Community: Heroic Origins, Review

The lame is back...

Community season 2 episode 21
Unsurprisingly, we’re back in the alternative timeline version of Community where everything is a bit lamer, wordplay jokes end up being confounding rather than funny, and Pierce isn’t on the show anymore.

To address the latter matter first, it was my understanding that Chevy would only be MIA for two episodes (counting the puppet one that at least had his voice in it), but he definitely wasn’t around for this one, resulting in one, small, cheesy moment where a guy who looks quite a bit like him from the back does something awful Pierce-like.

Regarding everything else, “Heroic Origins” was an episode that left me feeling really weird. I think this is because, on the one hand, it was very much a Season 4 effort with very few laugh-out-loud jokes and some pretty slipshod plotting. But, on the other hand, it ran with a premise that felt like it could’ve, at least at one time, been a great idea for Community. Plus, it also had a few developments between characters that made sense emotionally even if the plot didn’t accomplish the heavy lifting needed to get us there.

The concept here is that Abed has decided to explore the pasts of each member of the study group (except not really Pierce because, y’know) with the goal of proving that all of them were destined to be together as their lives had been intertwined from the beginning. I was already a bit iffy on this kind of thing back in Season 3 when it was revealed Shirley and Jeff had a fateful foosball game back when they were kids and the idea that the show might try to manufacture past connections between all of the characters was worrying as it had the potential to make everyone seem less believable as people, not to mention it could cheapen the history they’ve already created together over the course of the show.

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Turns out I needn’t have feared because these past connections weren’t that momentous. First of all, rather unnecessarily, they were just visualizations of stuff we already knew about, like Annie getting addicted to Adderall and Jeff getting disbarred. Jeff’s disbarment was really anticlimactic and, frankly, Annie being addicted to pills is the sort of thing that should just be stated, not shown, as it comes across as a touch messed up. This is a basic issue with dredging up characters’ pasts; it’s fine to reference them once doing somewhat outlandish or even out of character in hazy, non-specific ways. But if you explore this stuff any more deeply, it runs the risk of feeling wrong to the characters or the tone of the show. Plus, almost of all the backstory this episode is working with came out of the show’s original pilot script and these characters have changed a LOT since then. I mean, honestly, does anyone actually envision Annie as a pillhead? Does Troy act even remotely like someone who was ever a jock?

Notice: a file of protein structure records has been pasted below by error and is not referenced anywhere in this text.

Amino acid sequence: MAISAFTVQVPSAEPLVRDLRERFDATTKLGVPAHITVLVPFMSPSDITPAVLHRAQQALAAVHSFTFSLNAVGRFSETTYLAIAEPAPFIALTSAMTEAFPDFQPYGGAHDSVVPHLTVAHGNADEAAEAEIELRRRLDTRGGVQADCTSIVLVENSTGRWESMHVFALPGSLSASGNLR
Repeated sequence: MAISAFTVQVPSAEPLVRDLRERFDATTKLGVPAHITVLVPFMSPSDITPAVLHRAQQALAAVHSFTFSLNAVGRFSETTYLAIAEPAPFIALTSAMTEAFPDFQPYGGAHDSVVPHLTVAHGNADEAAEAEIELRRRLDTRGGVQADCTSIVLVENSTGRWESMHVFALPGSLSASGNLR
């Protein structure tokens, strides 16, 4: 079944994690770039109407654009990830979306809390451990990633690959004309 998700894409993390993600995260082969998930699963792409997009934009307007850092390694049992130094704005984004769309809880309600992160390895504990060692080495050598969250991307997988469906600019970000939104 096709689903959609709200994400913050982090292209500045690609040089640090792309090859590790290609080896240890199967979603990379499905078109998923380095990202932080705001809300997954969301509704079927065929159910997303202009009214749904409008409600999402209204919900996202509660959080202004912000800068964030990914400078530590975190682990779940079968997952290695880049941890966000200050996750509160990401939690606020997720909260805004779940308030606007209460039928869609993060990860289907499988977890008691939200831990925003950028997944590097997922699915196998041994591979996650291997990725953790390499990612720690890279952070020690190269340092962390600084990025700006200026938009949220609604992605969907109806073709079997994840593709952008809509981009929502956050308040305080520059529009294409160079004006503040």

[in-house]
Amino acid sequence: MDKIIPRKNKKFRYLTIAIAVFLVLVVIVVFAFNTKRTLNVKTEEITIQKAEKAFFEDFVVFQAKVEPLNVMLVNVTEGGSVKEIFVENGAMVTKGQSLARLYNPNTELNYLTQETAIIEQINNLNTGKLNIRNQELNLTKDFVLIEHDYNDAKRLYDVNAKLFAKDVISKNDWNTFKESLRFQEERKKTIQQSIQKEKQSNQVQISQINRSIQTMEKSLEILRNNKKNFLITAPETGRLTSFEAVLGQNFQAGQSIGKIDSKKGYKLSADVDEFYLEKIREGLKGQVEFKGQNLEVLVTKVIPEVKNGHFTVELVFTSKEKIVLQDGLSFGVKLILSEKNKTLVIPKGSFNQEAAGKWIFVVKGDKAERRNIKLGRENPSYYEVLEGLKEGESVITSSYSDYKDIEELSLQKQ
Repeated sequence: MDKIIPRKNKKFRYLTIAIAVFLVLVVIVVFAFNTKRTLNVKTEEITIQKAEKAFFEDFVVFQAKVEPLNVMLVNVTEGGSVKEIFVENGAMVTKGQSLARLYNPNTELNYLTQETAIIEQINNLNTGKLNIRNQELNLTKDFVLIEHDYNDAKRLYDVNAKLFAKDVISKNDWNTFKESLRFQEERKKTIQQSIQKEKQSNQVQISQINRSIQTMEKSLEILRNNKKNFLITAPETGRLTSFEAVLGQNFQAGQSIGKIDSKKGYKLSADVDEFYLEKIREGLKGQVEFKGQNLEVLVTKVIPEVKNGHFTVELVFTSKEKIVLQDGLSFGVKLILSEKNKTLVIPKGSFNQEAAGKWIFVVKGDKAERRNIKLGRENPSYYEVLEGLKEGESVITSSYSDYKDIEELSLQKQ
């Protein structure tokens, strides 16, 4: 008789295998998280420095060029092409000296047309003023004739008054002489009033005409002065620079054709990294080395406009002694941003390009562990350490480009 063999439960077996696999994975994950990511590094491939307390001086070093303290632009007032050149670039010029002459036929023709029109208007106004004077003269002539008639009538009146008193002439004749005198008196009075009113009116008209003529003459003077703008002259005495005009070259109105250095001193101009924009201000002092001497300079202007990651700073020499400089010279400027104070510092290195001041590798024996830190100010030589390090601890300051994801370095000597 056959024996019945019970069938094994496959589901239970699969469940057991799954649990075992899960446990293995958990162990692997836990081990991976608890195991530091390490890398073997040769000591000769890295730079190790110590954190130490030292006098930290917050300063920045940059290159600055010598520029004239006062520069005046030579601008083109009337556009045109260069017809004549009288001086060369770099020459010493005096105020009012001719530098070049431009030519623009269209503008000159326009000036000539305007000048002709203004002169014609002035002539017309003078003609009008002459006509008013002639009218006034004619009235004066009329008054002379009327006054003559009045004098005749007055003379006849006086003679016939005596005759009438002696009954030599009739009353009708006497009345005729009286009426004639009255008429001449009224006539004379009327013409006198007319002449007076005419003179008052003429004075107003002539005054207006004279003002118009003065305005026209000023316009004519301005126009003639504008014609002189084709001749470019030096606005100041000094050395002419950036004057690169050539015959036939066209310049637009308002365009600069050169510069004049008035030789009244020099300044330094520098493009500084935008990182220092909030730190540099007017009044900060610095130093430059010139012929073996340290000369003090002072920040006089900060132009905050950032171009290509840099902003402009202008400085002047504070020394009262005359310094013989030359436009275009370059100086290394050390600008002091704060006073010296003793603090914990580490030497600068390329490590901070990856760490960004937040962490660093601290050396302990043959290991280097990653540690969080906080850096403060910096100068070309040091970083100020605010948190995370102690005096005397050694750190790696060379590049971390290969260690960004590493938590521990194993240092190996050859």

Beyond staging events that were previously only a line or two of dialogue in the pilot, the other run-ins the gang had had in the past were really pretty incidental. It was more just stuff like they happened to be in the same place at the same time and said one or two words to each other. More than that, everything was so confusingly plotted that, though there seemed to be some effort to tie all the stories together, it instead just felt like a potluck of disparate storylines that occasionally intersected sorta-kinda. As a result, it didn’t really destroy the show’s world in any way that felt particularly heinous. However, by the same token, none of it felt all that important. Like so much of Season 4, this episode had almost no real effect on the series at large. It just canceled itself out and didn’t really matter.

The one exception to this is the final scene (featuring “Don’t You [Forget About Me]” playing in the background) in which the group realizes they were actually all in the same place once (a frozen yogurt shop) at the same time and this was when they all decided, independently, to go to Greendale. They’d all decided this because they were at low points in their lives and Chang happened to be there handing out Greendale flyers. The important thing to come out of this is that Abed realizes Chang was, oddly, the reason for all of them coming together and so he confronts him and tells him that he deserves to be in the group. The frozen yogurt shop scene was corny and labored like much of the episode before it, but seeing Chang accepted by the group finally still came across as somehow right and natural for Community (and we’ll just pretend it’s coincidence that Ken Jeong can now slot into the spot that Chevy Chase has vacated).

There were, as always, a handful of clever lines and I laughed roughly three times, like when Britta’s activist friend explained why she was ditching vegetarianism: “I had a hamburger the other day and suddenly I’m not cold anymore.” It was also kind of charming that the whole thing had a comic book theme based on Unbreakable because, according to Abed, it’s more relatable than Kieslowski’s Trois Couleurs trilogy (though kudos to Britta for noticing the similar themes). Still, all said and done, this was an episode that felt good in some spots, but was mostly another decent concept failing to reach the heights one would hope for from Community. Still, as I said, at least it didn’t completely destroy the characters’ relationships or the show’s universe.

But, hey, did you catch the preview for next week’s finale? The implication is that they’re actually going to have the darkest timeline be a real thing that invades the study group’s world.So, unless this is all going to be some Abed fever dream…

…Show destruction, ho!

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Den Of Geek Score:  2 out of 5

Rating:

2 out of 5